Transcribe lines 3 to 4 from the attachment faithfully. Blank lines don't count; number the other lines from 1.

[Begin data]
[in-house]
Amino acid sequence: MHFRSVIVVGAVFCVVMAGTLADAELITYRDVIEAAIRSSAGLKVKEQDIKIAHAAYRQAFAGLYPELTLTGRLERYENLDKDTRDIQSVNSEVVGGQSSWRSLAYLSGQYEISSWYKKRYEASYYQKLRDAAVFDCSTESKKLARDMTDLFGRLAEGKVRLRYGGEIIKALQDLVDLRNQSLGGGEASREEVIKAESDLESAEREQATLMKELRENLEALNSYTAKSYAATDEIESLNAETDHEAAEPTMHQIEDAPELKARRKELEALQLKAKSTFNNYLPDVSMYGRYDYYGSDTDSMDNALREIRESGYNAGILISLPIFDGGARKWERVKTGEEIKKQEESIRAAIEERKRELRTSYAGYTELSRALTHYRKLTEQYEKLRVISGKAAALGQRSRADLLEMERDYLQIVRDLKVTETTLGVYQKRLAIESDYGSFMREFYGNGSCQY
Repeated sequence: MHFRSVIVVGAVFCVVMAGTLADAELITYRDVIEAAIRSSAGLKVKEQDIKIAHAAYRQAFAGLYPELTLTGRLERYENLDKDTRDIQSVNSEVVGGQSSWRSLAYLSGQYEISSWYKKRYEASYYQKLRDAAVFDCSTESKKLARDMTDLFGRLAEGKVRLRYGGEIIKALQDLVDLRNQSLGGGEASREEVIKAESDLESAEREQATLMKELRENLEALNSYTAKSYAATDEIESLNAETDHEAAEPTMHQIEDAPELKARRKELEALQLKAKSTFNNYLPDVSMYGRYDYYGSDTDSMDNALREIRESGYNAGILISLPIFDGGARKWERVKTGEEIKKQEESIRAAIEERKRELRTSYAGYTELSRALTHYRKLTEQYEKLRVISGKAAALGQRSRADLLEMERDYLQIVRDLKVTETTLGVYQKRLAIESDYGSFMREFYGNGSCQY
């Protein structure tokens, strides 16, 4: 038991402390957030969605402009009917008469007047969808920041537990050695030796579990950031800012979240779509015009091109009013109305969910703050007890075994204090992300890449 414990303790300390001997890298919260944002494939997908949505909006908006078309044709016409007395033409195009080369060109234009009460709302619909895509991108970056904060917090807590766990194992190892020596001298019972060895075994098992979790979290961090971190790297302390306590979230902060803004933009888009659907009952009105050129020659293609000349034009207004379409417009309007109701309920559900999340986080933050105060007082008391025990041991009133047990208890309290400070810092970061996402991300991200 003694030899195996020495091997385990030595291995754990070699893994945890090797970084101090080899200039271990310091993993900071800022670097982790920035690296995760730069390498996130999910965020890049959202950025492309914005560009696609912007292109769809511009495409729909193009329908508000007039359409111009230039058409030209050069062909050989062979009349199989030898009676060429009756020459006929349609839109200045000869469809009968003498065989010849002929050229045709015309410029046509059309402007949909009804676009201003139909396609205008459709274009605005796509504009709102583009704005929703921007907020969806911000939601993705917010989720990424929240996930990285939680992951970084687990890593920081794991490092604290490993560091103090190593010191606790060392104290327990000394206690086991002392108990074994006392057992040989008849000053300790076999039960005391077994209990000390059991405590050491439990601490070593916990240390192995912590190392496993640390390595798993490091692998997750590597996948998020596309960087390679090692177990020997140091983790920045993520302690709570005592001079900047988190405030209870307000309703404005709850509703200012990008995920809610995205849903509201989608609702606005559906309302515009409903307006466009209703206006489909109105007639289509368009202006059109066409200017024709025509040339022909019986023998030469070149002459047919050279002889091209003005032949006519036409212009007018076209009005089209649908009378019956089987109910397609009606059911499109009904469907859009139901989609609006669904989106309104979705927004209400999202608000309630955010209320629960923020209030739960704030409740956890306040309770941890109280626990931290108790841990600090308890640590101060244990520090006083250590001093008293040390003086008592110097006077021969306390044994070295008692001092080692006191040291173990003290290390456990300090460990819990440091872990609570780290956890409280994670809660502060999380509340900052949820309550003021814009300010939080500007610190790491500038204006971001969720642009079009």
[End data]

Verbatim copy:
Repeated sequence: MHFRSVIVVGAVFCVVMAGTLADAELITYRDVIEAAIRSSAGLKVKEQDIKIAHAAYRQAFAGLYPELTLTGRLERYENLDKDTRDIQSVNSEVVGGQSSWRSLAYLSGQYEISSWYKKRYEASYYQKLRDAAVFDCSTESKKLARDMTDLFGRLAEGKVRLRYGGEIIKALQDLVDLRNQSLGGGEASREEVIKAESDLESAEREQATLMKELRENLEALNSYTAKSYAATDEIESLNAETDHEAAEPTMHQIEDAPELKARRKELEALQLKAKSTFNNYLPDVSMYGRYDYYGSDTDSMDNALREIRESGYNAGILISLPIFDGGARKWERVKTGEEIKKQEESIRAAIEERKRELRTSYAGYTELSRALTHYRKLTEQYEKLRVISGKAAALGQRSRADLLEMERDYLQIVRDLKVTETTLGVYQKRLAIESDYGSFMREFYGNGSCQY
């Protein structure tokens, strides 16, 4: 038991402390957030969605402009009917008469007047969808920041537990050695030796579990950031800012979240779509015009091109009013109305969910703050007890075994204090992300890449 414990303790300390001997890298919260944002494939997908949505909006908006078309044709016409007395033409195009080369060109234009009460709302619909895509991108970056904060917090807590766990194992190892020596001298019972060895075994098992979790979290961090971190790297302390306590979230902060803004933009888009659907009952009105050129020659293609000349034009207004379409417009309007109701309920559900999340986080933050105060007082008391025990041991009133047990208890309290400070810092970061996402991300991200 003694030899195996020495091997385990030595291995754990070699893994945890090797970084101090080899200039271990310091993993900071800022670097982790920035690296995760730069390498996130999910965020890049959202950025492309914005560009696609912007292109769809511009495409729909193009329908508000007039359409111009230039058409030209050069062909050989062979009349199989030898009676060429009756020459006929349609839109200045000869469809009968003498065989010849002929050229045709015309410029046509059309402007949909009804676009201003139909396609205008459709274009605005796509504009709102583009704005929703921007907020969806911000939601993705917010989720990424929240996930990285939680992951970084687990890593920081794991490092604290490993560091103090190593010191606790060392104290327990000394206690086991002392108990074994006392057992040989008849000053300790076999039960005391077994209990000390059991405590050491439990601490070593916990240390192995912590190392496993640390390595798993490091692998997750590597996948998020596309960087390679090692177990020997140091983790920045993520302690709570005592001079900047988190405030209870307000309703404005709850509703200012990008995920809610995205849903509201989608609702606005559906309302515009409903307006466009209703206006489909109105007639289509368009202006059109066409200017024709025509040339022909019986023998030469070149002459047919050279002889091209003005032949006519036409212009007018076209009005089209649908009378019956089987109910397609009606059911499109009904469907859009139901989609609006669904989106309104979705927004209400999202608000309630955010209320629960923020209030739960704030409740956890306040309770941890109280626990931290108790841990600090308890640590101060244990520090006083250590001093008293040390003086008592110097006077021969306390044994070295008692001092080692006191040291173990003290290390456990300090460990819990440091872990609570780290956890409280994670809660502060999380509340900052949820309550003021814009300010939080500007610190790491500038204006971001969720642009079009």